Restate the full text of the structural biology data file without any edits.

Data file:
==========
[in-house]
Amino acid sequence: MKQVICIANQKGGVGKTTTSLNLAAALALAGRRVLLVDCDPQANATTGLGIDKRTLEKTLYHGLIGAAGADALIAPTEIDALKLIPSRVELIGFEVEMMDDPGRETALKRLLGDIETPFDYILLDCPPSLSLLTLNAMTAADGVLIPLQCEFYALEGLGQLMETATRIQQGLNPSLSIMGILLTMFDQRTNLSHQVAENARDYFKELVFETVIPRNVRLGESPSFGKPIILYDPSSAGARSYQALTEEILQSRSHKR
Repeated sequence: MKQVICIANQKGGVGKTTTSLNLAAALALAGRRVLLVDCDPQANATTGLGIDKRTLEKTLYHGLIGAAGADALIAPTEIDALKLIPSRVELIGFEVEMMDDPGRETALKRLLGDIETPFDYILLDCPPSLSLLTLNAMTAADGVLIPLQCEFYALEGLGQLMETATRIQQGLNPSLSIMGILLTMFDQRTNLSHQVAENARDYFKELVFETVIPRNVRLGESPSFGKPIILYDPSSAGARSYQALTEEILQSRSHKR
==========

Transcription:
[in-house]
Amino acid sequence: MKQVICIANQKGGVGKTTTSLNLAAALALAGRRVLLVDCDPQANATTGLGIDKRTLEKTLYHGLIGAAGADALIAPTEIDALKLIPSRVELIGFEVEMMDDPGRETALKRLLGDIETPFDYILLDCPPSLSLLTLNAMTAADGVLIPLQCEFYALEGLGQLMETATRIQQGLNPSLSIMGILLTMFDQRTNLSHQVAENARDYFKELVFETVIPRNVRLGESPSFGKPIILYDPSSAGARSYQALTEEILQSRSHKR
Repeated sequence: MKQVICIANQKGGVGKTTTSLNLAAALALAGRRVLLVDCDPQANATTGLGIDKRTLEKTLYHGLIGAAGADALIAPTEIDALKLIPSRVELIGFEVEMMDDPGRETALKRLLGDIETPFDYILLDCPPSLSLLTLNAMTAADGVLIPLQCEFYALEGLGQLMETATRIQQGLNPSLSIMGILLTMFDQRTNLSHQVAENARDYFKELVFETVIPRNVRLGESPSFGKPIILYDPSSAGARSYQALTEEILQSRSHKR